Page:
Faced with the methodological reductionism of some disciplinary approaches, the Doctorate in Social Complexity Sciences proposes to study these systems from an interdisciplinary perspective where theoretical frameworks and methodological tools from the social sciences are combined with those from the natural and exact sciences.

The Center for Research in Social Complexity (CICS) was founded in 2010 as a space for interdisciplinary research on social behavior and cognition that takes charge of the challenges facing Social Sciences in the s. XXI, both in the national and global context, taking advantage of:

  • The measurement possibilities associated with technological progress, such as the analysis of our footprint in the digital world and laboratories.
  • The conditions for interdisciplinary work, not only within the Social Sciences, but between the Social Sciences and the Natural and Exact Sciences.
  • The opportunities for international collaboration offered by a globalized academic community.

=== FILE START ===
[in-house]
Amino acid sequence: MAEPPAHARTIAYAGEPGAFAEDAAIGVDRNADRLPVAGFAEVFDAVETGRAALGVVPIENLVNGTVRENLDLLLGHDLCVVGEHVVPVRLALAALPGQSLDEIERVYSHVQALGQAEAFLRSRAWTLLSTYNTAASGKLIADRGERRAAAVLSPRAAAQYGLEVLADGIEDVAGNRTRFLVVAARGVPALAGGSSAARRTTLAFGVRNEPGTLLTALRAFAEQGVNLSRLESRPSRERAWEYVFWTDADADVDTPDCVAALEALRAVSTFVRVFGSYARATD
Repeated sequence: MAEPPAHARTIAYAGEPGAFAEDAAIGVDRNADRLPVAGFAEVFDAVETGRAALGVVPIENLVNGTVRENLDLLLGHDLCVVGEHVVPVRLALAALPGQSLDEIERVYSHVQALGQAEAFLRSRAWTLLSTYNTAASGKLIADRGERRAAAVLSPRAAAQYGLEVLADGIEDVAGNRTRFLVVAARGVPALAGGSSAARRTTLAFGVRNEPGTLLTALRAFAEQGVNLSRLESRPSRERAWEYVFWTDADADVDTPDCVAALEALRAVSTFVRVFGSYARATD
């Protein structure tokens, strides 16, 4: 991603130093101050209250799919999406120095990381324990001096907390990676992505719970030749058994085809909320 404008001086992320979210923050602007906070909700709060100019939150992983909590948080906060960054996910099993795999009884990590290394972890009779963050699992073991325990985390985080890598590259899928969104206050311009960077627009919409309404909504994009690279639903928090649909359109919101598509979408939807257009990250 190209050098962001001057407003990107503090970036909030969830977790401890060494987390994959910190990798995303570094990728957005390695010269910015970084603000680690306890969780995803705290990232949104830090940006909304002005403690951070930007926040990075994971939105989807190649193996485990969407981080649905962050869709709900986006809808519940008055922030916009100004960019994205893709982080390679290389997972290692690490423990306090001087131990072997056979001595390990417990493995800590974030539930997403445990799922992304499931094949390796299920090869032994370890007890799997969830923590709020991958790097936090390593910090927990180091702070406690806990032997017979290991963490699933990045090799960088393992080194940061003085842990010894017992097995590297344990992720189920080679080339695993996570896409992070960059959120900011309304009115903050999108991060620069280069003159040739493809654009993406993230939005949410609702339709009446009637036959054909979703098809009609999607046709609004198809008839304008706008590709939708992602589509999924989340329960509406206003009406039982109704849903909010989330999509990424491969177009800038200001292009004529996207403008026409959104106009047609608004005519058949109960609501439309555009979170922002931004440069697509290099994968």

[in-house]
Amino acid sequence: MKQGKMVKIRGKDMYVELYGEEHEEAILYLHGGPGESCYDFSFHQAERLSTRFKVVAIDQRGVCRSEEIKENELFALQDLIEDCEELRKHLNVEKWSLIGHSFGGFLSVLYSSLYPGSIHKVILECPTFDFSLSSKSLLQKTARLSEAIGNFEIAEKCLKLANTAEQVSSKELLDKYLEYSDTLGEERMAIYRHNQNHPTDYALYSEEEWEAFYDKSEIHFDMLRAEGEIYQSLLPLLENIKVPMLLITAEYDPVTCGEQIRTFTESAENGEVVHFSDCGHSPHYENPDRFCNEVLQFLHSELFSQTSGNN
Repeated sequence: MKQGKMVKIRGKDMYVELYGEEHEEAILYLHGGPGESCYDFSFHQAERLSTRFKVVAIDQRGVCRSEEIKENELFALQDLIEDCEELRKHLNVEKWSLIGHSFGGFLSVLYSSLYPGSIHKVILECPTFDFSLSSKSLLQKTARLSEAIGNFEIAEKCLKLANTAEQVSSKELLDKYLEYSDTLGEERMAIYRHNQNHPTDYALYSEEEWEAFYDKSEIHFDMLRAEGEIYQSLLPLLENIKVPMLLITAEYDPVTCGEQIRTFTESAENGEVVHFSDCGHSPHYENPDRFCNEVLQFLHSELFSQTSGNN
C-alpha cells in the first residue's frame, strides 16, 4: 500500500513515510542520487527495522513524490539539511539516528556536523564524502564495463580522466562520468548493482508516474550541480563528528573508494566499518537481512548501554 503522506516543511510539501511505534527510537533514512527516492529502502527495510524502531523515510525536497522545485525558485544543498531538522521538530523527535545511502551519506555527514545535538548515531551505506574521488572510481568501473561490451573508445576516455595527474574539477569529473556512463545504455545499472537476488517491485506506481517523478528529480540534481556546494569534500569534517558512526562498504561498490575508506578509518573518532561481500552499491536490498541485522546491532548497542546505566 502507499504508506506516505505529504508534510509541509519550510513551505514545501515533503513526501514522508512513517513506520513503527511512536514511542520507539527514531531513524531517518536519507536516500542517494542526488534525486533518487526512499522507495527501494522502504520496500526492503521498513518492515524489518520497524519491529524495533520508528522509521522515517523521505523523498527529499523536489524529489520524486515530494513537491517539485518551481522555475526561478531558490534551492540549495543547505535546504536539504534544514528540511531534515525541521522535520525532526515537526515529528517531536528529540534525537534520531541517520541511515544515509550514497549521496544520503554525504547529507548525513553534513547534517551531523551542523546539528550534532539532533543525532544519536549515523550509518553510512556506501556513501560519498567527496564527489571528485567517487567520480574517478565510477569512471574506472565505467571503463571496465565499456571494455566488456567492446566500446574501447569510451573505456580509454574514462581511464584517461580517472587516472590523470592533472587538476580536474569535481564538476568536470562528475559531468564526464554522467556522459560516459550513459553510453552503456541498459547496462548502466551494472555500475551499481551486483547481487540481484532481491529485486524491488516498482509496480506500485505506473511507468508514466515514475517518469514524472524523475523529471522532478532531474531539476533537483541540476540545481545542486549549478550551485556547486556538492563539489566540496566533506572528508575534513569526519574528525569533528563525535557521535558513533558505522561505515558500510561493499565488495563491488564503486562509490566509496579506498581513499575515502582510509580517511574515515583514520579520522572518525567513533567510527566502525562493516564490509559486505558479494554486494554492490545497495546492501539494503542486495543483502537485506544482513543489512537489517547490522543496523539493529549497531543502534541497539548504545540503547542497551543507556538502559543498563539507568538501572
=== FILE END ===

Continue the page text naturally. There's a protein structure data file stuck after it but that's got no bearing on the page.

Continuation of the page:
The general belief  is that the Social Science and Natural Sciences are incompatible because they study issues that are fundamentally different. The CICS research program is based on the opposite premise: human behavior is the result of biological processes and social interactions, which must comply with social laws that are similar to the laws of physical systems. This implies that in order to advance in social studies, multidisciplinary work is indispensable. Therefore, the CICS team brings together scientists from different fields of study, all motivated by a common purpose: to better understand human behavior and social interaction phenomena in a multidimensional and integrated manner.

With the aim of attracting a diverse community, we developed a series of interdisciplinary training courses aimed at researchers of the Social Sciences as well as students of the Natural and Exact Sciences. Thus, in August 2014 we received the first generation of 5 students in the Doctorate in Social Complexity Sciences. Today we have 4 generations in progress, a space that multiplies our original space fivefold and houses more than 30 people.

We believe that the next great advance in our understanding of human behavior is developing in this process of unification.